So this is a kimchi-ish recipe, it’s not fermented and I am using a regular head of cabbage.  Rich in nutrition and fiber, cabbage is an absolutely phenomenal source of Vitamin C. Even more impressive is that cabbage is famous for a specialized, naturally occurring, nitrogenous compound known as indoles. Current research indicates that indoles can lower the risk of various forms of cancer.  So it’s got that going for it.  Cabbage is also rich in the following nutrients:

Vitamin A: responsible for the protection of your skin and eyes.

Vitamin C: an all important anti-oxidant, it helps the mitochondria to burn fat.

Vitamin E: a fat soluble anti-oxidant which plays a role in skin integrity.

Vitamin B: helps maintain integrity of nerve endings and boosts energy metabolism.

No wonder I crave this vegetable!  Cabbage is very low in calories, about 15 per cup.  Adding fat, like sesame oil, helps make this side more filling.  The fat also breaks down the cell walls of the plant, allowing your body to access the nutrition inside.  Ok, enough with the science, let’s get on with the recipe!

Everything you need to make this quick version of Kimchi

This first part takes about 5 minutes and then you let it sit for an hour.

Thinly slice a small/medium organic cabbage.

Shredded cabbage, ready for salting.

Layer it in a big bowl with salt.  Let it sit, with a weight on it for best results, for at least an hour.  This makes the cabbage softer and easier to digest.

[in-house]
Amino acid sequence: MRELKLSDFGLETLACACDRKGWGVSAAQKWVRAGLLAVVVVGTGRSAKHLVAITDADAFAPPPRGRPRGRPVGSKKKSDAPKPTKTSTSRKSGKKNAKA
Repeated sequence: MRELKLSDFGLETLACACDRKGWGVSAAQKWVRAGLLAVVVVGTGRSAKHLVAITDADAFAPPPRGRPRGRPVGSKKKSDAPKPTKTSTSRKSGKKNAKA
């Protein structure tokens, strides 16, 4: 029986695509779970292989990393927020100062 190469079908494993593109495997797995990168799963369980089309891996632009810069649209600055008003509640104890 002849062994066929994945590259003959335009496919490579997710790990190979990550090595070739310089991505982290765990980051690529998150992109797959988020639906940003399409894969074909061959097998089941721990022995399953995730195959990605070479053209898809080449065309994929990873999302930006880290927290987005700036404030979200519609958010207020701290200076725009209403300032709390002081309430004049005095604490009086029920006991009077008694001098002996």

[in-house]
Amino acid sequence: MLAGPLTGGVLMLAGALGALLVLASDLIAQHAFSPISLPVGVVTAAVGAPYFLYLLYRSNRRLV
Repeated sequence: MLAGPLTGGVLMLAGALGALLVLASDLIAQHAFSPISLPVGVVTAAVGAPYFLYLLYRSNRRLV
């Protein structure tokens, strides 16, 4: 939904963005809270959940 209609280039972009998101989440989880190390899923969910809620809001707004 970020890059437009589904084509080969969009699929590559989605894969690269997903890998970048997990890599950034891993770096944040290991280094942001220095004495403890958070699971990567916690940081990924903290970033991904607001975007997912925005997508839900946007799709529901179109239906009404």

While the cabbage is sweating, make the dressing.  Mix together 1 heaping tablespoon of each of the following ingredients:

Chili Garlic sauce

Soy Sauce or Tamari

Sesame Oil

Brown Rice Vinegar

and just a dash of stevia or 1/2 Tablespoon of honey.

Rinse and drain the salted cabbage when it’s ready.  I used a salad spinner.

Mixing the cabbage with the dressing

Combine the cabbage with the dressing.  I find that a spaghetti wrangler works well for mixing.

Let it sit for another hour to develop more flavor and continue to wilt.  This will keep well in the fridge for a week or so and is a great side dish, I like mine with mushroom soup!

Mushroom Soup: Another Basic Health Building Recipe

Three kinds of medicinal mushrooms, Napa cabbage and a poached egg topped with srirracha, good and good for ya!

This is Dana’s recipe and it will make a lot of soup, you can even double it so you’ll have many bowls of soup for now, and soup base to freeze for later.  It is so worth the hour it takes to make this rich and healthy soup!  Mushrooms, especially the ones I use in this soup are incredibly good for you.  Among other things these mushrooms support proper immune function, they are high in anti-oxidants and may help prevent cancer.  Mushrooms are high in fiber, potassium, riboflavin, niacin and selenium as well as vitamins and some even contain Iron.  Medicinal mushrooms help kill bacteria and viruses, reduce and prevent tumor growth and can be helpful with many common imbalances like asthma, Candida and other degenerative diseases.  Aside from all that health stuff mushrooms are delicious, this is one of my favorite things to eat and it always makes me feel good!